“I wish I had had this when I was growing up in Dallas,” said George Cortez, who created the drum circle two years ago as a way to rehearse and share music with others. “The adults can’t contain themselves. That just tickles me.”
For the remainder of the afternoon, the music followed me like distant thunder. I heard the rumble as I scanned the menus of nearby food trucks and crossed the street to the Dallas Museum of Art. At the information counter, I grabbed a free map of Public ArtWalk Dallas and headed back outside.
The 3.3-mile self-guided walk starts at the Nasher Sculpture Center, opposite the park. The route encompasses 30 pieces of art and architecture that transform the Arts District and downtown area into a cultural scavenger hunt. Some of the sights are easy to spot, such as I.M. Pei’s Fountain Place, a box-cutter-shaped skyscraper, and Pegasus, a neon red winged horse leaping over the Magnolia Hotel. Others, such as the First Baptist sanctuary (est. 1890), are more quiet and mousy, barely squeaking their presence.
At Philip Johnson’s Thanks-Giving Square, I came across a group of South Americans searching for a mall. I steered them toward ArtWalk stop No. 23, the oldest Neiman Marcus, built in 1914. I logged several more stops before suspending the tour at the Adolphus Hotel. No. 14 was my bed for the night.
COMING UP FLOWERS
At the Dallas Arboretum and Botanical Garden, where the high season of blooming was still some time away when I visited, a volunteer at the visitors desk suggested following the Paseo de Flores path that parallels White Rock Lake and leads to a stream of water that rushes over boulders and collects in a pool. She recommended the view from the bottom, looking up, a more dramatic vantage point.
I took a map, which provided the names and locations of the attractions, but it read more like a phone book than a field guide. I needed a knowledgeable escort who could tell me about the peeling bark of the crape myrtle and correct me when I imagined roasting ornamental kale for dinner.
Guides drive trams through the upper portion of the 66-acre garden and offer a running commentary of the arboretum, which opened in 1984. Rick Williams, our guide and a certified master gardener, invited me to sit beside him in the front car, where I had a clear view of the husky squirrels playing chicken in the road. We started the tour at the All America Selections trial garden, a testing plot for new varieties of seeds. The viola sisters, Sorbet Coconut Swirl and Sorbet Ruby Gold Babyface, vogued at passersby. Farther up, we passed a Yaupon holly that was pruned like cumulus clouds and a grove of grafted pecan trees strong enough to survive the sticky alkaline soil. At Toad Corners, a child sat on one of the four bronze sculptures squirting water. A sign warned guests to not mount the giant amphibians, but Rick admitted that enforcing the rule was impossible, especially during the habanero-hot months.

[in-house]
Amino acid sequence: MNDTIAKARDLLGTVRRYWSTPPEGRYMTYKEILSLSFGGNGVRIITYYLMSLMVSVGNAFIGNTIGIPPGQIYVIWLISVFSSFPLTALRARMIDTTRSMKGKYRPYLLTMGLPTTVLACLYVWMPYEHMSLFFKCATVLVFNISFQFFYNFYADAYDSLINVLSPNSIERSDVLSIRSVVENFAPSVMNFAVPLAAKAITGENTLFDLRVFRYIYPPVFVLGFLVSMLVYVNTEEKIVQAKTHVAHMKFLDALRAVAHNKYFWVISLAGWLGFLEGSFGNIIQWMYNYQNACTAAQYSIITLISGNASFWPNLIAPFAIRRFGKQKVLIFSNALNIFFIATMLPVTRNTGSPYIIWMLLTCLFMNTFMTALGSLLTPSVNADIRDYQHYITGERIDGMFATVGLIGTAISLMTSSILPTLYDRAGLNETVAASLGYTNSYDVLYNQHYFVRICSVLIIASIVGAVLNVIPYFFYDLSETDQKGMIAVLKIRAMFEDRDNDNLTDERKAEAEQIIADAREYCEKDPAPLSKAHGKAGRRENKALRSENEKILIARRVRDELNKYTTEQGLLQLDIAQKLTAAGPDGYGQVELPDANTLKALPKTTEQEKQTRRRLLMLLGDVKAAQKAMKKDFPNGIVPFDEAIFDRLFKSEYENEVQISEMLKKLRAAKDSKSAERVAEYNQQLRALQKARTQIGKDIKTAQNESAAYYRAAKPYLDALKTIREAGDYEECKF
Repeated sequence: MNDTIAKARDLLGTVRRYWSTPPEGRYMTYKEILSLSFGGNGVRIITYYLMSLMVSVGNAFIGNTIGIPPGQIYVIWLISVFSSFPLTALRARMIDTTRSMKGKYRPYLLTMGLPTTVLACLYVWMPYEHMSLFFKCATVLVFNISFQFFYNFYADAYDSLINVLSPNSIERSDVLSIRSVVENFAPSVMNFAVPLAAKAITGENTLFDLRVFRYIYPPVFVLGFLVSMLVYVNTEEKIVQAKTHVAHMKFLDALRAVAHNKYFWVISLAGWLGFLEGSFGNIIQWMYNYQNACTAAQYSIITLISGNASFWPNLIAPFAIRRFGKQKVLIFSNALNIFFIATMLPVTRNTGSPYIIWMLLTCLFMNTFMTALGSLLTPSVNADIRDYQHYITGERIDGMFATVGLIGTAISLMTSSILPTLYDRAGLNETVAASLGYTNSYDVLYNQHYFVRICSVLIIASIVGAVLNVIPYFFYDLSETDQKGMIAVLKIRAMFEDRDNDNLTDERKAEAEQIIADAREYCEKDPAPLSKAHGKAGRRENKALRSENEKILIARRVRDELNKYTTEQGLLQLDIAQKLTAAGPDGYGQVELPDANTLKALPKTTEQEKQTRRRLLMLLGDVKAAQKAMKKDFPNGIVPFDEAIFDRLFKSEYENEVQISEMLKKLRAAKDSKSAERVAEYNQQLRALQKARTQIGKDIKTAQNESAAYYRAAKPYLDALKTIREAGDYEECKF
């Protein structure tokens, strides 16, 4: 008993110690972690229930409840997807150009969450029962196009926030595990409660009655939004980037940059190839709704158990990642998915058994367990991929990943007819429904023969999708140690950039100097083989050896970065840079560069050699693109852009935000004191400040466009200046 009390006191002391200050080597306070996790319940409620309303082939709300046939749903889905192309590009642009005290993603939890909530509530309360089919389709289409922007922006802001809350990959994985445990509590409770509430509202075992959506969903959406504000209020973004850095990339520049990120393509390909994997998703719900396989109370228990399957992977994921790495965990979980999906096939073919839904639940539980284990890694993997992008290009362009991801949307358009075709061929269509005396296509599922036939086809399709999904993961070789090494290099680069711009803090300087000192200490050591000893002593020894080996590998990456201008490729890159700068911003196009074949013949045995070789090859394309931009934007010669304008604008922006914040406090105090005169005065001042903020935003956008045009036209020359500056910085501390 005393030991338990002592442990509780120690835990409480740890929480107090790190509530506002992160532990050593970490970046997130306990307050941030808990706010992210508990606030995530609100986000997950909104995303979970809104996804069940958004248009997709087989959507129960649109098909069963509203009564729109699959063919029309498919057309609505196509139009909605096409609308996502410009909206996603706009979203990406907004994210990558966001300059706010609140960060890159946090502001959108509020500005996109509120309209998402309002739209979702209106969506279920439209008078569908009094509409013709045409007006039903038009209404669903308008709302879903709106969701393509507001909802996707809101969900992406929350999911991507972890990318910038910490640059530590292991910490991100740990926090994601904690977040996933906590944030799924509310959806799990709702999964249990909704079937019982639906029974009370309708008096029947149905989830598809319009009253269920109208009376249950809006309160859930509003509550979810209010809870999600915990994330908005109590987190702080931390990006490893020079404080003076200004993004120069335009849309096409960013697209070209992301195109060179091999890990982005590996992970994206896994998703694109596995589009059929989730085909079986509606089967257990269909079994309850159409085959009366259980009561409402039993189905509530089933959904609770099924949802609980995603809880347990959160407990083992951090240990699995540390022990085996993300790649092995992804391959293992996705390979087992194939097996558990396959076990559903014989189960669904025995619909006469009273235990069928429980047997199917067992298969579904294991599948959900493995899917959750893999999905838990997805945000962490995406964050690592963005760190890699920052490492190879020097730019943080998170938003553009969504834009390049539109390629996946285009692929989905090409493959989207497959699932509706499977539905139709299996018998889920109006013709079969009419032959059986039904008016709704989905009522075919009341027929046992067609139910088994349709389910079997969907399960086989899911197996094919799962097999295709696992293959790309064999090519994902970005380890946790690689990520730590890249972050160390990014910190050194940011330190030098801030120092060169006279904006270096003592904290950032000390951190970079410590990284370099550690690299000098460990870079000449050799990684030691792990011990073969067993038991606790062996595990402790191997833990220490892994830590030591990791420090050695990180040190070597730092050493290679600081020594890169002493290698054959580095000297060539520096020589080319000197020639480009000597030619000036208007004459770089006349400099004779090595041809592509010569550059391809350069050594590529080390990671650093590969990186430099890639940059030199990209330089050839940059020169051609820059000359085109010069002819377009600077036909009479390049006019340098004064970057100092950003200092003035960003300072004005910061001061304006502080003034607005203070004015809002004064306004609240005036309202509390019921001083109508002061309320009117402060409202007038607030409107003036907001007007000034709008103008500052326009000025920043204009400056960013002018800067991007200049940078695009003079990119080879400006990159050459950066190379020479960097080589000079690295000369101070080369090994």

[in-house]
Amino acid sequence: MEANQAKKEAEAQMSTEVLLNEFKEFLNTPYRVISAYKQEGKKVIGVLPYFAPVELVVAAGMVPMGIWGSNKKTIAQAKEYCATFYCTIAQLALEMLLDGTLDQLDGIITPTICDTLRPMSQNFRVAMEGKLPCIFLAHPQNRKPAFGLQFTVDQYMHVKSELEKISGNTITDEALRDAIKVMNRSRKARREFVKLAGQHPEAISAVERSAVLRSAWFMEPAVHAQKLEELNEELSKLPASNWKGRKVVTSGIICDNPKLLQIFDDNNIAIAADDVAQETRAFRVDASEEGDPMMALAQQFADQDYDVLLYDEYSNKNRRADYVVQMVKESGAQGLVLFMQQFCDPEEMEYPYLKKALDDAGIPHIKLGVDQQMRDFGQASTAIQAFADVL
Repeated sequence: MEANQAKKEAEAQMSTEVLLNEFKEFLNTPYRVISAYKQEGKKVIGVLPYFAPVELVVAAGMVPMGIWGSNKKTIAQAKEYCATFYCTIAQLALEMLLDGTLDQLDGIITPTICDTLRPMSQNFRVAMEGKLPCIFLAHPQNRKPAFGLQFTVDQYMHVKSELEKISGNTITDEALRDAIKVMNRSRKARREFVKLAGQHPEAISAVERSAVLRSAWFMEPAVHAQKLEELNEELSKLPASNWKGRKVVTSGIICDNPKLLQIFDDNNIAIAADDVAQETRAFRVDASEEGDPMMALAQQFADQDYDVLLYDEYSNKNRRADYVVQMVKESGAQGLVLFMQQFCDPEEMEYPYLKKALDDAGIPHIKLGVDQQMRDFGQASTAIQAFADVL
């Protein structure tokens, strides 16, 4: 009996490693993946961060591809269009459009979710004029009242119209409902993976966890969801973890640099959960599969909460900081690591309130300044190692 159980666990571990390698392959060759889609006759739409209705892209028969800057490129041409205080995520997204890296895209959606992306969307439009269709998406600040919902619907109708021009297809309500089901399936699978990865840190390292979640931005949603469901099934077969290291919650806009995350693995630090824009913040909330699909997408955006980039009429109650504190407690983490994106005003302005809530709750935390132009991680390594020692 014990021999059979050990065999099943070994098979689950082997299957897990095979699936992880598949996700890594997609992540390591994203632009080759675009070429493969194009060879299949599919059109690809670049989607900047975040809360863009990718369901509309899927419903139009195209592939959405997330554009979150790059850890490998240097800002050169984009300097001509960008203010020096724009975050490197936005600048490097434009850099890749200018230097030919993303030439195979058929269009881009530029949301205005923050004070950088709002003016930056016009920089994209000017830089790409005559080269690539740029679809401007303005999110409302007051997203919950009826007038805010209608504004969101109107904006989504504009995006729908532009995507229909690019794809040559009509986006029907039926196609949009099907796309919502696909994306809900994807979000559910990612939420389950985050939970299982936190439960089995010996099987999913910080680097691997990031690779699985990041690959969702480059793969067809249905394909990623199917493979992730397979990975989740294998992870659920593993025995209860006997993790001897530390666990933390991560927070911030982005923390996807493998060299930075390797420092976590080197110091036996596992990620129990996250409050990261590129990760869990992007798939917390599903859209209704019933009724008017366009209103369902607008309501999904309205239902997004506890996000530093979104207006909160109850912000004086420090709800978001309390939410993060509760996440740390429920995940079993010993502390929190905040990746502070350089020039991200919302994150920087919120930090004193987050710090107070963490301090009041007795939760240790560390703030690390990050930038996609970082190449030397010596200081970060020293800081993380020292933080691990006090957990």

We turned around at the entrance to the Rory Meyers Children’s Adventure Garden, a floral learning center that opened in 2013. On the return, we slowed at the Lay Family Garden, a 2.2-acre swatch of perennials, woody plants and a koi pond. Through tall shrubs, I eyed a waterfall cascading over a grotto, a Paradise Found in northeastern Texas.
“Do you have any free samples?” I asked a security guard inside the headquarters of a multibillion-dollar global company north of Dallas.
It seemed like a perfectly reasonable request, considering the name on the front door: Mary Kay. Unfortunately, he didn’t, but as a consolation prize, he invited me inside the ground-level museum, a showcase of cosmetics spanning more than a half-century.